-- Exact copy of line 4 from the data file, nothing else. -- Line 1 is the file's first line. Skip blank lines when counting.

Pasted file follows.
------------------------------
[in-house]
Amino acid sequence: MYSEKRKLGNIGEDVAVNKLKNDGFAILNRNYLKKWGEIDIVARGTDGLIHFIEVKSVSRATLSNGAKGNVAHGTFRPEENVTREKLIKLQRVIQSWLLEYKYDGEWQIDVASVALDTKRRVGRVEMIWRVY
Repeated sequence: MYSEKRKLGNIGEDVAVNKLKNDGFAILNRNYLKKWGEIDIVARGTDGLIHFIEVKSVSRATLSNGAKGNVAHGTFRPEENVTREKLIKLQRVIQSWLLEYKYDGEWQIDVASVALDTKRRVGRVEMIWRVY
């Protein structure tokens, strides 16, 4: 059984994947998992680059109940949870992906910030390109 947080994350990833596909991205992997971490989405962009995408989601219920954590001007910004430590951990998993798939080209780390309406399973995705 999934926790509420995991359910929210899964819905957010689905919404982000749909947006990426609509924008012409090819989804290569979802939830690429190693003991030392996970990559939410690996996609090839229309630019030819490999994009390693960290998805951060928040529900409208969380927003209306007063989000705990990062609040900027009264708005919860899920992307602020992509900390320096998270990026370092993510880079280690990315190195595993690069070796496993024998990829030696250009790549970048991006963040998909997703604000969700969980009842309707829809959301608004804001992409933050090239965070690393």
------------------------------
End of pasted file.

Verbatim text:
């Protein structure tokens, strides 16, 4: 059984994947998992680059109940949870992906910030390109 947080994350990833596909991205992997971490989405962009995408989601219920954590001007910004430590951990998993798939080209780390309406399973995705 999934926790509420995991359910929210899964819905957010689905919404982000749909947006990426609509924008012409090819989804290569979802939830690429190693003991030392996970990559939410690996996609090839229309630019030819490999994009390693960290998805951060928040529900409208969380927003209306007063989000705990990062609040900027009264708005919860899920992307602020992509900390320096998270990026370092993510880079280690990315190195595993690069070796496993024998990829030696250009790549970048991006963040998909997703604000969700969980009842309707829809959301608004804001992409933050090239965070690393």